So it is with our heavenly Father as He develops His workmanship into workers. Just as a wise and considerate father would never give a young boy a dangerous power tool and leave him alone to complete a complex project, so our Father does not require anything beyond our capability. We see this pattern in the life of Christ as He worked with His disciples. From a relational perspective, Jesus asked his followers first only to trust in Him as the Messiah they had been looking for, then as their provider and protector, and finally as the One who desired and was able to work through them. From a ministry perspective, Jesus first took his disciples with him so they could observe. Gradually, He began to give them more responsibility and involve them in the ministry. Finally, He sent them out on their own.
Over a period of many months together, the conversations between Jesus and His disciples went from “Come and see” to “Follow me” to “Work with me” to the point where He could finally tell His disciples on the night before His crucifixion, “As the Father has sent me, so I am sending you.” And also, “You shall do greater works than you have seen me do.” It would have been absurd for Jesus to utter the last statements as soon as His disciples began to follow Him, but from the beginning His design was to prepare them to hear and respond to these words.
God works out His plan in the midst of the challenges of life.
If God’s only desire were to bring us safely home to glory, He could easily choose to arrange things so that Christians would be protected and immune from all the bad things of life. But because He desires for us to grow into His likeness, to be His agents for change in this world and to help accomplish His purposes, He allows us to face life as it comes and teaches us in and through these circumstances.
Challenges are a daily fact of life for the child of God. These difficulties come from any number of sources including our own sin nature, the fallen world, the sins of others, spiritual warfare, human limitations, emotional issues, and sometimes even from God Himself. Because of these challenges, the working out of God’s plan is not a smooth process. It is often not predictable, easy, or comfortable. In fact, the path we are called to follow is often difficult, sometimes painful, confusing, and dangerous, and may even appear to be a dead end at times.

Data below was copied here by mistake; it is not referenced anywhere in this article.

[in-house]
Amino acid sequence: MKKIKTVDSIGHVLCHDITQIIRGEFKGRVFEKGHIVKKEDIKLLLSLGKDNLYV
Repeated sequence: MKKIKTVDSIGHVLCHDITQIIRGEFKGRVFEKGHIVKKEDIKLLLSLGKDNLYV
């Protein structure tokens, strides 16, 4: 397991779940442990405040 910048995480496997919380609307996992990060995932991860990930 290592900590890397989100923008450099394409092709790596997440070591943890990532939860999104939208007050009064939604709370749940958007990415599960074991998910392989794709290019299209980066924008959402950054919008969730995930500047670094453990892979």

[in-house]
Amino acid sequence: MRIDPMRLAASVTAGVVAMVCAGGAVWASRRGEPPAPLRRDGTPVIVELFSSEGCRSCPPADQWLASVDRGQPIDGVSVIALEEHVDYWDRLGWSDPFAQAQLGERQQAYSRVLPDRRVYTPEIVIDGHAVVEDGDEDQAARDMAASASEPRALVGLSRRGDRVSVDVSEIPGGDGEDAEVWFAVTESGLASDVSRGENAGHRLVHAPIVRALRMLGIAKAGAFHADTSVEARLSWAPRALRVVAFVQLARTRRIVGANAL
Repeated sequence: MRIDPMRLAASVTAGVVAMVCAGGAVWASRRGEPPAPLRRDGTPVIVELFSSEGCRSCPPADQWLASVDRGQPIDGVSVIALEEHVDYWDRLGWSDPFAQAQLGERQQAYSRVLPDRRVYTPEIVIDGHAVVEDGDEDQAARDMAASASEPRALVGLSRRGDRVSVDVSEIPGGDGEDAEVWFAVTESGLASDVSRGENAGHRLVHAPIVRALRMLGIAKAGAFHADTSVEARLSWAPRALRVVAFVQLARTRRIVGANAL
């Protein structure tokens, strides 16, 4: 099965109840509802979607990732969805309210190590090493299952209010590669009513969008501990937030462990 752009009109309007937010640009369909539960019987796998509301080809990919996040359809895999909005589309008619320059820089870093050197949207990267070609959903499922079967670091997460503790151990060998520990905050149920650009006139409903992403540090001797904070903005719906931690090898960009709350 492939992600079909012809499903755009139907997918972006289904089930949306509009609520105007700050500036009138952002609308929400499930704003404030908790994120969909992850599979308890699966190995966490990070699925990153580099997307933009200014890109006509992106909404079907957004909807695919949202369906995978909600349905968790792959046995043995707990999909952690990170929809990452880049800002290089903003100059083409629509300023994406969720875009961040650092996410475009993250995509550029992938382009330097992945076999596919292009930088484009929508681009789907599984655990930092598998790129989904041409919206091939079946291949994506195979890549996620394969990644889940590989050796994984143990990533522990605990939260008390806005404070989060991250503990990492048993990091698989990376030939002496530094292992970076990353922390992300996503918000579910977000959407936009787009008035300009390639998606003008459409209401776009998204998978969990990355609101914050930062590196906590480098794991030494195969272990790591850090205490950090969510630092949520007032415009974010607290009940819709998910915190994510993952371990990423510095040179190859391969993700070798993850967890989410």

There is much written in scripture about the role trials and troubles play in the Christian’s life. James, the brother of Jesus, wrote that we are to joyfully welcome difficulties as friends because of the good that they accomplish in our lives. Granted, this can be a difficult thing to do in the midst of the trial. But we should focus on the outcome, knowing that challenges, when responded to properly, produce perseverance, endurance, strength of character, and spiritual maturity. In short, they help conform us to the image of Christ. An important point to remember is that there is nothing that comes into our lives that cannot be redeemed by God for our good and for His glory.
To further understand the role of difficulties, let’s return to the earlier illustration of a painting. The artist starts first with the background and covers the canvas in broad strokes. Then he begins to add the details. A frequently used technique to add definition and focus to a painting is to use darker colors for contrast, adding outline, shadow, and depth. So it is with the difficult challenges—the darker colors—that God uses to bring greater clarity to His plans for us. Challenges are part of the plan. Difficulties give definition to the picture, and make it come more clearly into focus.
God links His plan for each believer with His greater plan for all creation.
Dallas Willard writes in The Divine Conspiracy, “It is always true that meaning is found, when it is found, in some larger context.” A further element of significance for believers is that we play a role in the larger scheme of things. It is God’s design to involve us in His unfolding drama of redemption. Ours are not simply unrelated bit parts to fill time between scenes. Rather we are players on the stage of human history with significant roles to play.
Throughout history, God has chosen to use humans to accomplish His purposes. We see this consistently throughout Scripture. Then it was an Abraham, a Moses, a Ruth, a David, or a Mary. Today it may be a Fred or a Tiffany or a Charles. Reading through the written record, we can plainly see how God had determined for people to be involved in His plan. It is often not as easy to see or even to believe that we also are part of His plan. But this is the startling truth.
When John the Baptizer came to prepare the way for the Messiah, he proclaimed, “Repent, for the Kingdom of God is at hand.” As Jesus walked and ministered among the people, He taught, “The Kingdom of Heaven is among you.” And so the Kingdom of God has already been established in the hearts and lives of those who have chosen to follow Jesus. And it continues to grow today as His Word goes out and more are brought to faith in Christ. As we fulfill His plan for our lives, we are doing Kingdom work. And Scripture tells us that someday we will rule with Christ when He establishes His eternal reign. Significant work indeed!
The things that we have considered should bring great joy to the heart of every believer. Each of us can have full confidence that our lives have purpose and meaning because of the following truths:
1. God has a plan for every believer, which He progressively reveals to us.
2. God works out His plan through and in the difficult challenges of life.
3. We are part of God’s larger plan for the whole world.
• Meditate on Ephesians 1:9-12 and Ephesians 2:10.
Ephesians 1:9-23; Ephesians 2:10
• Write down how you see God working out His plan in your life right now.
• Set aside time to give thanks to God for His plan for you and the world.
• Look back at your life and reflect on how God has used challenges to work out His plan for you.